The Cheap Skates project was a month long project in which teams of 8 were assigned a location within London and asked to observe, understand and eventually intervene to create an outcome that reflects the space. My team were given a skate park within Victoria Park in North East London.
After a few weeks of observation and attempts to use the space for its intended use we began to realise that learning to skate with enough confidence to take on the half pipes and bowls that made up the majority of the skate park was something none of us would be able to do within the given time. Because of this we began to consider how we could modify the space to at least simulate the experience of skating for ourselves. This lead me to start experimenting with rigs that would allow for a person to feel like they were riding the edge of a pipe or skating around a bowl.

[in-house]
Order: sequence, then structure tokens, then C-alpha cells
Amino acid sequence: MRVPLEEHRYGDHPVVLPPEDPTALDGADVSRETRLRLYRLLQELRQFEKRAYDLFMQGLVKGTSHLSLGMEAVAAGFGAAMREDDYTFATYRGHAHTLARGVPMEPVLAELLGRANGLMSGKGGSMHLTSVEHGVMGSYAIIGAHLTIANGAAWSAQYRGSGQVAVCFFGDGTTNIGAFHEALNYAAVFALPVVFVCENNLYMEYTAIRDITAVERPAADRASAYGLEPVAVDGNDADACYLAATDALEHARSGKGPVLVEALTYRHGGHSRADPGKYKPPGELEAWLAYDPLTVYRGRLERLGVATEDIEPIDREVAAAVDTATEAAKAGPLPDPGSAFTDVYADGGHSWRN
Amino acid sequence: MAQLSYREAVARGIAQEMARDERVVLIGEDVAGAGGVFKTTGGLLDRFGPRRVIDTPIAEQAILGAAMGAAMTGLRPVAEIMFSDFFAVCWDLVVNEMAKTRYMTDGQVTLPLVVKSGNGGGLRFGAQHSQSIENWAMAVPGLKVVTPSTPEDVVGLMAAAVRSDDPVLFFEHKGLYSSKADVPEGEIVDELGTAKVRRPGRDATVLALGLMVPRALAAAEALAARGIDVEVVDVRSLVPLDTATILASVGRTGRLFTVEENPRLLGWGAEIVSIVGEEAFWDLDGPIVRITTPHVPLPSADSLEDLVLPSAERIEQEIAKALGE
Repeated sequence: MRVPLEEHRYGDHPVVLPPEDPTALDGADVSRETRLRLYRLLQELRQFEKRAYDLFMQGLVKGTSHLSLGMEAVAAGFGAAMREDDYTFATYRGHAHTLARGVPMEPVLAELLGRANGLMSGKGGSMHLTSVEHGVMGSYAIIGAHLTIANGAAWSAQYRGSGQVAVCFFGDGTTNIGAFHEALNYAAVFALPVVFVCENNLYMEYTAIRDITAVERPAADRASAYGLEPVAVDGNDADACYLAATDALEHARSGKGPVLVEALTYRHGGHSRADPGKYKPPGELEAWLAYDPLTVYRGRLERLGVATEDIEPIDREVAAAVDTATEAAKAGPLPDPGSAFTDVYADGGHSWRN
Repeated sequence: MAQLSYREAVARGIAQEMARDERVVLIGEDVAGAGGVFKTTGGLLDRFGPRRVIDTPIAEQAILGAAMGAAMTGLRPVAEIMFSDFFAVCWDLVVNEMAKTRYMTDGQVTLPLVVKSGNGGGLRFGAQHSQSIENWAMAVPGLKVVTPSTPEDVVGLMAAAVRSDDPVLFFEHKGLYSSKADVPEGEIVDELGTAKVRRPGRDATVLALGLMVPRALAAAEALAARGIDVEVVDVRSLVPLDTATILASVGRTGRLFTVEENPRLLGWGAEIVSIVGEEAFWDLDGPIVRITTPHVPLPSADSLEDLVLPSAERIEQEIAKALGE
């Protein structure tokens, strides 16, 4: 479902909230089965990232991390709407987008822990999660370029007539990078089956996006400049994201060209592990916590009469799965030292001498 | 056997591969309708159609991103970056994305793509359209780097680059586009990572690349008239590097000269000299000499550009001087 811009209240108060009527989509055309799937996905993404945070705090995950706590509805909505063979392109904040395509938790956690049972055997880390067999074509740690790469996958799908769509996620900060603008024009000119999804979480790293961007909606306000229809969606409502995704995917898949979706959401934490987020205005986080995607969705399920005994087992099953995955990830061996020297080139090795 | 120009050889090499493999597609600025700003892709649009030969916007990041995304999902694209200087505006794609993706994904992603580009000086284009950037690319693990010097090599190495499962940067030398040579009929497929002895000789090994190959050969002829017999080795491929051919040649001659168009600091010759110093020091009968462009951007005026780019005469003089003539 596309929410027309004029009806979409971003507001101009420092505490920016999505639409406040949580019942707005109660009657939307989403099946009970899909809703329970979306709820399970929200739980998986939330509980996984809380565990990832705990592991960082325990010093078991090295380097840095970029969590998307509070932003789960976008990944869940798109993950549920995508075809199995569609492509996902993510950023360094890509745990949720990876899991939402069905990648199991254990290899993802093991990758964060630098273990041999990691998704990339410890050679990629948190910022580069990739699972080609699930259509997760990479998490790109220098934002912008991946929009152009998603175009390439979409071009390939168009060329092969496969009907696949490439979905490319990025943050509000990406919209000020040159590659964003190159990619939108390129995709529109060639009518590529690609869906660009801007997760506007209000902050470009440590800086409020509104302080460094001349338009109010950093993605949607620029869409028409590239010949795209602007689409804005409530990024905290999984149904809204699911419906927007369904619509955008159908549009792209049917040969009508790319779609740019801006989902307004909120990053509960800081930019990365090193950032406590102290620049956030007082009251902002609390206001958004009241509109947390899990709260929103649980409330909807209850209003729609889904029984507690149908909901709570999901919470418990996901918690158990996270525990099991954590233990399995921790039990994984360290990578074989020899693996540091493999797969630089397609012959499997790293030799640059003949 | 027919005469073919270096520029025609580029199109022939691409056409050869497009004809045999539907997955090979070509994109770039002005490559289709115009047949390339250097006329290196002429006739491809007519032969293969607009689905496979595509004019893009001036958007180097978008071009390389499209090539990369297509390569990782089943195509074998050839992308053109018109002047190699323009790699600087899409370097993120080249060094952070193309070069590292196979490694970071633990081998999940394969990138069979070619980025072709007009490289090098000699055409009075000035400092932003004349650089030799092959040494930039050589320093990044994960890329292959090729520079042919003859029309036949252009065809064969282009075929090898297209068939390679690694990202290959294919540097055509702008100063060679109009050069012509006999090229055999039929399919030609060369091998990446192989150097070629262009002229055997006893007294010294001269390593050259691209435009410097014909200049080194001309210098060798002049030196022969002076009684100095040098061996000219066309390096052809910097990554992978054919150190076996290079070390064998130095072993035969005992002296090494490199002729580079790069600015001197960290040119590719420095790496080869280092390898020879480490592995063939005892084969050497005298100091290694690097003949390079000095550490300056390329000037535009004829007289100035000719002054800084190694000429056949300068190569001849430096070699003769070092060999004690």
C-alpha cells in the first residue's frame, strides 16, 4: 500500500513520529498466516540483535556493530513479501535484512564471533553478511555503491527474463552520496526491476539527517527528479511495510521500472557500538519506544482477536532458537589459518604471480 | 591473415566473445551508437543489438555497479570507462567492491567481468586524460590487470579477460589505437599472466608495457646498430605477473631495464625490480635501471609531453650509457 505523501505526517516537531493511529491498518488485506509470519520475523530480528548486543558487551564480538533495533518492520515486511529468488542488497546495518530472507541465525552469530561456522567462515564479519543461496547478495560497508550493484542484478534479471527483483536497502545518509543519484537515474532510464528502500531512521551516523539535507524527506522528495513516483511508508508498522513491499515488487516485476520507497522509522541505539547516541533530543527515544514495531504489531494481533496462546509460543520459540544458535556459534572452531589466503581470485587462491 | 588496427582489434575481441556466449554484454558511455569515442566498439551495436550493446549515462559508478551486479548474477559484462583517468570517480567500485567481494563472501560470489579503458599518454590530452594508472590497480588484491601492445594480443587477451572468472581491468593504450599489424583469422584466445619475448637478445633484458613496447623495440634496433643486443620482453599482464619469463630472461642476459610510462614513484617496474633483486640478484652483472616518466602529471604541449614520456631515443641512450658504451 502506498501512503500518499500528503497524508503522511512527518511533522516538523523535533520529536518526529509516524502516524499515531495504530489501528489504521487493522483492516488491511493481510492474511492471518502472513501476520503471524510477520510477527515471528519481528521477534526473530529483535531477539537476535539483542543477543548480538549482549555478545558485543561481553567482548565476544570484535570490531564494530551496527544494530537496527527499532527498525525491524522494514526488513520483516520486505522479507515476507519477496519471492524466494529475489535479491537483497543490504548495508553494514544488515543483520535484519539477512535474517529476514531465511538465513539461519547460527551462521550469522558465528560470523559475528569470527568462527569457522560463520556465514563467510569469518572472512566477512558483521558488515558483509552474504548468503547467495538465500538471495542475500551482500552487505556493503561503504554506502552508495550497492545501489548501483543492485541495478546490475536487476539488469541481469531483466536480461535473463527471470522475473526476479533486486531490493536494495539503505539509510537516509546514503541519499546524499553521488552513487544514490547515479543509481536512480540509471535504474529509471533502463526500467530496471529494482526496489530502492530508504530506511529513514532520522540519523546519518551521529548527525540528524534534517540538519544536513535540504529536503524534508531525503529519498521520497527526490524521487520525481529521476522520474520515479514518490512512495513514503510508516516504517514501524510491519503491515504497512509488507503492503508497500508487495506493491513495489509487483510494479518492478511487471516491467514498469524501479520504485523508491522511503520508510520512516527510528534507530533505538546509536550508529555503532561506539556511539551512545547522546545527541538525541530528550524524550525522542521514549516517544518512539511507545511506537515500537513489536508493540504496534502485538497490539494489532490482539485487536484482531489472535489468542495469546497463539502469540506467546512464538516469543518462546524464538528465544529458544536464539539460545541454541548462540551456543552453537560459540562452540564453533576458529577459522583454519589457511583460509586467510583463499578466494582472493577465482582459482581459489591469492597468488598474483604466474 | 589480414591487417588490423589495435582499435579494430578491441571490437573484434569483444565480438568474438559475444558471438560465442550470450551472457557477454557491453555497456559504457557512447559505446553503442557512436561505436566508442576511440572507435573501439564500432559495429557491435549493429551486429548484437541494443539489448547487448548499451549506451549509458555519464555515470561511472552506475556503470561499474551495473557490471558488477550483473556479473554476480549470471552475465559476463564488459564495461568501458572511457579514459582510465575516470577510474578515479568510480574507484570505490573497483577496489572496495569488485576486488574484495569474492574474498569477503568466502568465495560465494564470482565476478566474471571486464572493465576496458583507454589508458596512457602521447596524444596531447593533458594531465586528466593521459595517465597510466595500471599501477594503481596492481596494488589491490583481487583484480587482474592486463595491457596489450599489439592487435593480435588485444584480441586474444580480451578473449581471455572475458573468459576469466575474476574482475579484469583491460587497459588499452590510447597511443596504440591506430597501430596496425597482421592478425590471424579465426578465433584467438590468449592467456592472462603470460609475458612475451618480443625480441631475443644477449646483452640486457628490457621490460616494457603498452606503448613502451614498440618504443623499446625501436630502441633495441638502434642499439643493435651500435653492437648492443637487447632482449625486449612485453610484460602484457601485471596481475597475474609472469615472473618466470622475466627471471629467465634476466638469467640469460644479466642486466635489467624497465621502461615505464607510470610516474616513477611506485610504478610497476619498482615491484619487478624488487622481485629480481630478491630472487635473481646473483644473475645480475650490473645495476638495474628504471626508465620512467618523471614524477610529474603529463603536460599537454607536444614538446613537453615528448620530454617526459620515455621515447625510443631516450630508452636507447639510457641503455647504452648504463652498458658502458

This video demonstrates the set up for the rig used.
Alongside this the group had begun to talk to some of the regular skaters that we had met at the park. What became clear to us as outsiders was the importance of capturing the tricks you can achieve, uploading them onto social media and trying to show the rest of the global skate community what you can do.
What came of these two veins of thoughts were the ‘Cheap Skates’, a group dedicated to rapidly setting up scenarios in which a person who has never skated before can take away an image that makes it seem as though they have developed the skill to achieve complex tricks that would usually take months to master. Once these images are captured they are yours to do with as you wish, but what became interesting was the number of people who posted them online and shared the project.
I see this project as a success but I recognise that these are the foundations for a much larger project to take place. It had the potential to go much further had we more time and greater resources to expand it beyond one experience in one skate park.